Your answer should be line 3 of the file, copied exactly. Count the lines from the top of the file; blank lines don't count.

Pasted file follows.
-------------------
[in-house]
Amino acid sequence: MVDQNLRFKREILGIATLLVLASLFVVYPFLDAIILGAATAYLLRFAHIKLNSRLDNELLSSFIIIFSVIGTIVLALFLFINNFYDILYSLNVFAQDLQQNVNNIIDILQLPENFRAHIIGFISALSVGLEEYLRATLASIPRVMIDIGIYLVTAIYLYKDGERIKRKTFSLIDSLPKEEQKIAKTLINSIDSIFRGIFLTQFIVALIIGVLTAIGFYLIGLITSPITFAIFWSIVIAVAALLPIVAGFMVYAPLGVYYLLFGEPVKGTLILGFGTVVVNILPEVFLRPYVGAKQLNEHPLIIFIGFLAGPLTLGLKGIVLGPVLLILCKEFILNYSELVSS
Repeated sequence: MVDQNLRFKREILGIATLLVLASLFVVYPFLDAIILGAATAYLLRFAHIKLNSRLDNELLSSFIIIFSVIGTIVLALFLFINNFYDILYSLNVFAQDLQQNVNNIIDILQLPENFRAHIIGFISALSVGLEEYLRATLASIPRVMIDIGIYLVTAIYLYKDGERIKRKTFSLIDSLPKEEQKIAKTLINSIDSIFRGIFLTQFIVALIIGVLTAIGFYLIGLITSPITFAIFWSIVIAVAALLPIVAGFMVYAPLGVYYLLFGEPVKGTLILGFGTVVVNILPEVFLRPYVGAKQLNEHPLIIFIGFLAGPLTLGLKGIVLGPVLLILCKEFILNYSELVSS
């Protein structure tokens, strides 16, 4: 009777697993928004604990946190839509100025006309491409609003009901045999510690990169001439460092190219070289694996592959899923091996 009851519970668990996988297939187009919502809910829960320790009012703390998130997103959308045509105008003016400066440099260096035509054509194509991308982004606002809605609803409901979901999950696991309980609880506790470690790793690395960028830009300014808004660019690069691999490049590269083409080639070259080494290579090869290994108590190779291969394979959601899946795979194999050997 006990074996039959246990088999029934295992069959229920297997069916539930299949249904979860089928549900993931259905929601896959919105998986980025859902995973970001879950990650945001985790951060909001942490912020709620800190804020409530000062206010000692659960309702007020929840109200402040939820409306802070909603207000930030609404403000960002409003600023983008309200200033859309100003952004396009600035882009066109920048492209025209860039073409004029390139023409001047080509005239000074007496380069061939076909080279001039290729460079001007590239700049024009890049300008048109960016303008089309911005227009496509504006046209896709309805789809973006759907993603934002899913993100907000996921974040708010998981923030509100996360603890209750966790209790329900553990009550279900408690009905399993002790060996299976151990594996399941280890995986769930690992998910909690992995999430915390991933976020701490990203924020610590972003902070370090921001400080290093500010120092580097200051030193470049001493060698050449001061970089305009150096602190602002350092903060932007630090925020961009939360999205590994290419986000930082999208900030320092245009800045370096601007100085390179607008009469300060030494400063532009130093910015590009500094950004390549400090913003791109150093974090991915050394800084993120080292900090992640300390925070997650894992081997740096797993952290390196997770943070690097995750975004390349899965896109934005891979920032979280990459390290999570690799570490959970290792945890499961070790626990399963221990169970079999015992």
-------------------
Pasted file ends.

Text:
Repeated sequence: MVDQNLRFKREILGIATLLVLASLFVVYPFLDAIILGAATAYLLRFAHIKLNSRLDNELLSSFIIIFSVIGTIVLALFLFINNFYDILYSLNVFAQDLQQNVNNIIDILQLPENFRAHIIGFISALSVGLEEYLRATLASIPRVMIDIGIYLVTAIYLYKDGERIKRKTFSLIDSLPKEEQKIAKTLINSIDSIFRGIFLTQFIVALIIGVLTAIGFYLIGLITSPITFAIFWSIVIAVAALLPIVAGFMVYAPLGVYYLLFGEPVKGTLILGFGTVVVNILPEVFLRPYVGAKQLNEHPLIIFIGFLAGPLTLGLKGIVLGPVLLILCKEFILNYSELVSS